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Mol Cells. 2019 Nov 30;42(11):755-762. doi: 10.14348/molcells.2019.0064.

Colorectal Cancer Therapy Using a Pediococcus pentosaceus SL4 Drug Delivery System Secreting Lactic Acid Bacteria-Derived Protein p8.

Author information

1
R&D Center, Cell Biotech, Co., Ltd., Gimpo 10003, Korea.

Abstract

Despite decades of research into colorectal cancer (CRC), there is an ongoing need for treatments that are more effective and safer than those currently available. Lactic acid bacteria (LAB) show beneficial effects in the context of several diseases, including CRC, and are generally regarded as safe. Here, we isolated a Lactobacillus rhamnosus (LR)-derived therapeutic protein, p8, which suppressed CRC proliferation. We found that p8 translocated specifically to the cytosol of DLD-1 cells. Moreover, p8 down-regulated expression of Cyclin B1 and Cdk1, both of which are required for cell cycle progression. We confirmed that p8 exerted strong anti-proliferative activity in a mouse CRC xenograft model. Intraperitoneal injection of recombinant p8 (r-p8) led to a significant reduction (up to 59%) in tumor mass when compared with controls. In recent years, bacterial drug delivery systems (DDSs) have proven to be effective therapeutic agents for acute colitis. Therefore, we aimed to use such systems, particularly LAB, to generate the valuable therapeutic proteins to treat CRC. To this end, we developed a gene expression cassette capable of inducing secretion of large amounts of p8 protein from Pediococcus pentosaceus SL4 (PP). We then confirmed that this protein (PP-p8) exerted anti-proliferative activity in a mouse CRC xenograft model. Oral administration of PP-p8 DDS led to a marked reduction in tumor mass (up to 64%) compared with controls. The PP-p8 DDS using LAB described herein has advantages over other therapeutics; these advantages include improved safety (the protein is a probiotic), cost-free purification, and specific targeting of CRC cells.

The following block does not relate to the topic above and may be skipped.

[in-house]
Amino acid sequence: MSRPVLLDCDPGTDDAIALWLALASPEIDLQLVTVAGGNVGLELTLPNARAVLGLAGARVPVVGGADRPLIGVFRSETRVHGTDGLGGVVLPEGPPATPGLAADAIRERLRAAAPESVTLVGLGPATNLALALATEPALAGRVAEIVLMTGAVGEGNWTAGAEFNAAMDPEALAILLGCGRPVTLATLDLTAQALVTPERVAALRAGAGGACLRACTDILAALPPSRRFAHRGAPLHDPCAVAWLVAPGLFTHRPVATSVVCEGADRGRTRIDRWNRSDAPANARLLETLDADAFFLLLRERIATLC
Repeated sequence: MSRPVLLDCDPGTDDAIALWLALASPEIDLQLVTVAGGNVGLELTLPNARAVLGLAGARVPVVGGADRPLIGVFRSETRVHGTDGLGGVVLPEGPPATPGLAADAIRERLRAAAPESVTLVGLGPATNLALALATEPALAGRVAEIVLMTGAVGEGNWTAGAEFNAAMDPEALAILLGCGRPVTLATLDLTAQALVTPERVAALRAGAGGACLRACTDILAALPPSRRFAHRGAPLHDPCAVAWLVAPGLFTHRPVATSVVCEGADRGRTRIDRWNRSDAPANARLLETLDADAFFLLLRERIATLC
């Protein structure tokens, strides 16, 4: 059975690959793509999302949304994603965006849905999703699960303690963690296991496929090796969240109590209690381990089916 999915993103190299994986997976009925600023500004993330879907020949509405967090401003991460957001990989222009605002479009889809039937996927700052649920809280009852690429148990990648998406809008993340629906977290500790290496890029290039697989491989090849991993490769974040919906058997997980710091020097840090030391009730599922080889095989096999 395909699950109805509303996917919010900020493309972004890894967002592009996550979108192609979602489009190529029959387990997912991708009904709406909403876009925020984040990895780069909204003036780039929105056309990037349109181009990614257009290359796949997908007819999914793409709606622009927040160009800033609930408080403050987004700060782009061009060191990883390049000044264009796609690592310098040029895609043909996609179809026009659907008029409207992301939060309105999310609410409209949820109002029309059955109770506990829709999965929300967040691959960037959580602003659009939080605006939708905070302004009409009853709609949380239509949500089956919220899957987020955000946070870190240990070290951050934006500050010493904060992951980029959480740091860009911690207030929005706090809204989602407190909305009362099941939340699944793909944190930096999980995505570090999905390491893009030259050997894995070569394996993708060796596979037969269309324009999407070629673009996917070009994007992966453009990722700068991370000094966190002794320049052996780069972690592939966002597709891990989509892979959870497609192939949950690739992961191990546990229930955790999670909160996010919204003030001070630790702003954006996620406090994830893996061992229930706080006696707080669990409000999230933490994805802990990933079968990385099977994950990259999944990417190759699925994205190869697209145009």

KEYWORDS:

Pediococcus pentosaceus SL4; anti-cancer activity; drug delivery system; probiotics; therapeutic protein

PMID:
31707776
DOI:
10.14348/molcells.2019.0064
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